25. Philosophy of Mind in Buddhism
- Steven M. Emmanuel
Published Online: 5 FEB 2013
Copyright © 2013 John Wiley & Sons, Inc.
A Companion to Buddhist Philosophy
How to Cite
Hayes, R. P. (2013) Philosophy of Mind in Buddhism, in A Companion to Buddhist Philosophy (ed S. M. Emmanuel), John Wiley & Sons, Ltd, Chichester, UK. doi: 10.1002/9781118324004.ch25
- Published Online: 5 FEB 2013
- Published Print: 25 MAR 2013
Print ISBN: 9780470658772
Online ISBN: 9781118324004
- Buddhist philosophy;
- mental events;
- physical events;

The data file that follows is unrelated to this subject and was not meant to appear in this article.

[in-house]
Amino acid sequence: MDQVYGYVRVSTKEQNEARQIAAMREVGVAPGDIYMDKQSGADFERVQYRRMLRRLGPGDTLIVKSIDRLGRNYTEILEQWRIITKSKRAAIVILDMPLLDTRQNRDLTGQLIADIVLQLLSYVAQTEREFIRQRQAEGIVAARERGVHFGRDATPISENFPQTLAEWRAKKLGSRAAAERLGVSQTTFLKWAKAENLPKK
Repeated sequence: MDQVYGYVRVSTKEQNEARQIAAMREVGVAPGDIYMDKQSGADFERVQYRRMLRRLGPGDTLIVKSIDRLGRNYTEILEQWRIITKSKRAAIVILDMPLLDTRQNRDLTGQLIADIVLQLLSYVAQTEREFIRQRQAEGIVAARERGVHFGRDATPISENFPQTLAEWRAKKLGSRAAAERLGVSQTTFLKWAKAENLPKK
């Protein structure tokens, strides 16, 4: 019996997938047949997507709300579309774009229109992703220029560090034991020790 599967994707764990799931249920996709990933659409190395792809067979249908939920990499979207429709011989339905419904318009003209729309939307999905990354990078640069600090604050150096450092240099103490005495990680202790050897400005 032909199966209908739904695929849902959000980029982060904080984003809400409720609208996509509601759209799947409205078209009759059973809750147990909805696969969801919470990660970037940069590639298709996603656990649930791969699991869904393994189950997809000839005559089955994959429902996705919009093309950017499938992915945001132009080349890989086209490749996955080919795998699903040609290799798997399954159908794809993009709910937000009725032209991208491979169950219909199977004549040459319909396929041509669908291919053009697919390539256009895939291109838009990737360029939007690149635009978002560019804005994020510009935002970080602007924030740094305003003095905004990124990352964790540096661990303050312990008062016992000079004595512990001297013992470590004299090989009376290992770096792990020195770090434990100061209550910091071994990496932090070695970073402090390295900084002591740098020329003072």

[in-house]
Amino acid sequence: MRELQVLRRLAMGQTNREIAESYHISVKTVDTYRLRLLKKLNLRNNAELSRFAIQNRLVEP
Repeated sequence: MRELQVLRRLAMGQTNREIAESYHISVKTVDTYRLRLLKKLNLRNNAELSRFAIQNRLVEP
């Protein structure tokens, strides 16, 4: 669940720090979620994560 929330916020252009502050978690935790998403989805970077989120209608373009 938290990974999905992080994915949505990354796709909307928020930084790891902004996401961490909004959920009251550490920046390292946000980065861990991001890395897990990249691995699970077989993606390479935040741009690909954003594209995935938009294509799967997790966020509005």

This chapter discusses canonical views of Buddhist philosophers on the relation of physical and mental events, including Nāgārjuna, Vasubandhu, Dharmakīrti, and Śāntideva. Over the course of the first fifteen centuries of Buddhist philosophy one finds several positions taken on the relation of mental events to physical events. In some quarters one finds a robust mind-body dualism in which the physical world and consciousness are ontologically independent of one another but interactive; in other quarters one finds a view that consciousness is the ultimate source of the physical world; in other quarters one finds a tendency to reject the reality of the physical world as anything other than a figment of imagination; and in yet other quarters one finds an anti-intellectual tendency to regard this very problem as a distraction from more important tasks.